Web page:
I’ve been in this field for over 28 years, and have been fortunate enough to have spent a lot of time traveling throughout the globe working with a wide variety of environmental, health and safety managers (EHS). Most are really good at what they do, but some need a drastic upgrade in a few areas. Here’s my top ten list:
- You are horrible at email. This comes first because I encounter this all too frequently. You don’t respond to people, or worse yet you never open their email and leave it sitting in your Inbox for weeks. Yes, I understand that you get a lot of email, but I know many individuals that that get way more email that you can imagine (800 emails/day) and know how to effectively manage it. Take a look at your email Inbox, if you have to scroll down to see the end of the messages, you need to improve your email ninja skills. With email there’s only a couple things you can do: 1) Delete: If you know it’s not relevant, delete without opening. If it’s a FYI, read then delete or archive; 2) Delegate: If you have staff and it’s best suited for them, forward to them to handle, but don’t wait till that last minute to let them know. If you need to follow-up to make sure it’s done, set up a “Waiting on others” folder; 3) Respond: Most email responses can be handled in one sentence, such as “got it” or “will respond tomorrow.” Those that require more thought might need to go to a “defer” folder, which is covered next; 4) Defer: This should be a folder that is for those responses that require greater thought, research, or detail than you can do in a minute or less; or 5) Do. Take care of the email request right then. After it’s done, file in the archive folder. It takes a while to get used to it, but once you starting using the “Inbox Zero” or other similar email management strategy, you will never go back.
- Lack of vision. You are just trying to get by with the day-to-day tasks and don’t provide direction to where you want the EHS program to go. The management of most day-to-day tasks can be handled by EHS software. Set some goals and let your people run with it. People want to work with leaders. They don’t want to feel like the janitorial staff and make a daily routine of cleaning up the mess someone else created.
- You have meetings that aren’t necessary or too long. This wastes people’s precious time. Enough said.
- You are a conference groupie. We all need to expand our knowledge and know about the latest regulations and requirements, but when you are never in the office and always out giving presentations to volunteer groups, your coworkers will begin to resent you. You will become disconnected from them.
- You always refer to the ways you did it at your former company. We can all appreciate experiences from different companies and perspectives. However, when all people hear is, “Back when I worked at [x], we did it this way.” Well guess what, you don’t work at [x] anymore, and if it was so great back there, why aren’t you still working for them? People want to know about the future and how it’s going to be better for them, not how it was so much better at your former company.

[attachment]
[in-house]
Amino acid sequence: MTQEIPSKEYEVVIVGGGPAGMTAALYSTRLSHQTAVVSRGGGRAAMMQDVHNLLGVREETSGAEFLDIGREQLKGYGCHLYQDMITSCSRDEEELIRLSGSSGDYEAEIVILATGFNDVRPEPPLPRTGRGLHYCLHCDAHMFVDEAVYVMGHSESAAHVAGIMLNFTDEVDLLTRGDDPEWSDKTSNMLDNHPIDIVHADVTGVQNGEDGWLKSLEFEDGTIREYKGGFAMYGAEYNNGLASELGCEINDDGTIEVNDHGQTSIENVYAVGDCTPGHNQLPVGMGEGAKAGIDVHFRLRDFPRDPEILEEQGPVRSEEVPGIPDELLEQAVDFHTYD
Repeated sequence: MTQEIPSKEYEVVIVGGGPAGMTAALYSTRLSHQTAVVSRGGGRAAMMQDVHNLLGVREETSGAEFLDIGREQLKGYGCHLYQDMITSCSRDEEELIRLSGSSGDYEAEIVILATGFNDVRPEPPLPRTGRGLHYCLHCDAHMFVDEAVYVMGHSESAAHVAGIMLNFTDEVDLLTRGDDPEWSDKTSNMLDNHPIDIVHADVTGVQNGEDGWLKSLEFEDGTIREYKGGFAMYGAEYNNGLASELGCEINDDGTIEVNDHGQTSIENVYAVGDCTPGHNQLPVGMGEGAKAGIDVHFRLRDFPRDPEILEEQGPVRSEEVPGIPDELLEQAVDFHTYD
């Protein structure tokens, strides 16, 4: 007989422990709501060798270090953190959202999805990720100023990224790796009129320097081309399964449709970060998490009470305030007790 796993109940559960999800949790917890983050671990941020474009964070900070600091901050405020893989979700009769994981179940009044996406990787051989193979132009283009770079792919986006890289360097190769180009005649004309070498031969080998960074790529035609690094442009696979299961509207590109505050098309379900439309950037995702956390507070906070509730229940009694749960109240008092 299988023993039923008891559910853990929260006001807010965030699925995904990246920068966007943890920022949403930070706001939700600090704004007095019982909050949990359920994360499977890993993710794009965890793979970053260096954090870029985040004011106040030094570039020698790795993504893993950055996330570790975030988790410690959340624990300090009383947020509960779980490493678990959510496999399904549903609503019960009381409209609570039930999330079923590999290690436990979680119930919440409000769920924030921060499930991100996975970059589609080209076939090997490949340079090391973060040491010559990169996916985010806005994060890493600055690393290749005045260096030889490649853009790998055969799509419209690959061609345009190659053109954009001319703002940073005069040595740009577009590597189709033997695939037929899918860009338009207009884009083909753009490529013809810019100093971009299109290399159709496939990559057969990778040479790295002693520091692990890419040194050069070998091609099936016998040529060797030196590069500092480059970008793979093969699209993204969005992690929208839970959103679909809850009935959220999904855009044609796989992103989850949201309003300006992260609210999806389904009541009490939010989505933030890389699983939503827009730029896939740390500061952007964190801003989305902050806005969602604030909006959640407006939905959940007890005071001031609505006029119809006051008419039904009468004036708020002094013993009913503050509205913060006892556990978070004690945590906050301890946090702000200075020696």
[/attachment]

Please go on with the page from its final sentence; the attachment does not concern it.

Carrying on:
- Constantly negative. EHS is a tough field because we are always dealing with the potential for injuries, accidents, and regulatory violations. Unfortunately, these are all negative topics, which others hope that never happen. So, if you’re going to be an outstanding EHS manager, try to think about the things that can be framed in a positive light. Celebrate the positive things with the rest of your team. Give credit to others for achievements.
- You are boring. Your social and presentation skills are lacking and you don’t show any passion for what you do. The presentations that you do provide are essentially the same ones you gave ten years ago. Don’t be afraid to have a personality. While you don’t have to be best friends with all your co-workers, act like you care about them as a person. If you need to brush up on your skills on how to become more interesting, go here to listen to this talk by Jessica Hagy.
- You never leave your office, except for meetings. Great EHS managers get out and see the real world. They see the way that the company really operates. They make it a point to dedicate hours a month out visiting facilities, manufacturing and laboratory employees. People know who the is EHS manager and they are a resource.
- You refuse to get your hands dirty. You don’t help out when things get bogged down, or you make your staff work long hours and weekends while you go play golf.
- You are just trying to hang in there till retirement. Lately I’ve been seeing this way too often. EHS managers that are late in their career are afraid to rock the boat or do anything that might be risky. So instead they go to the other extreme and don’t set goals that are challenging for members of your team.
So what are the signs that your co-workers will give you when they think you suck as an EHS manager. According to Forbes magazine, the 3 signs that your employees think you stink as a manager are:
- They act like you’re not there. When you walk by, they don’t even acknowledge your presence. They just keep on working.
- They don’t keep you in the loop.
- Your team doesn’t play by the rules.
If you recognize a couple of those item in the list in yourself, then an upgrade in leadership skill might be needed. It takes work and there’s no free ticket. Love to hear comments and feedback.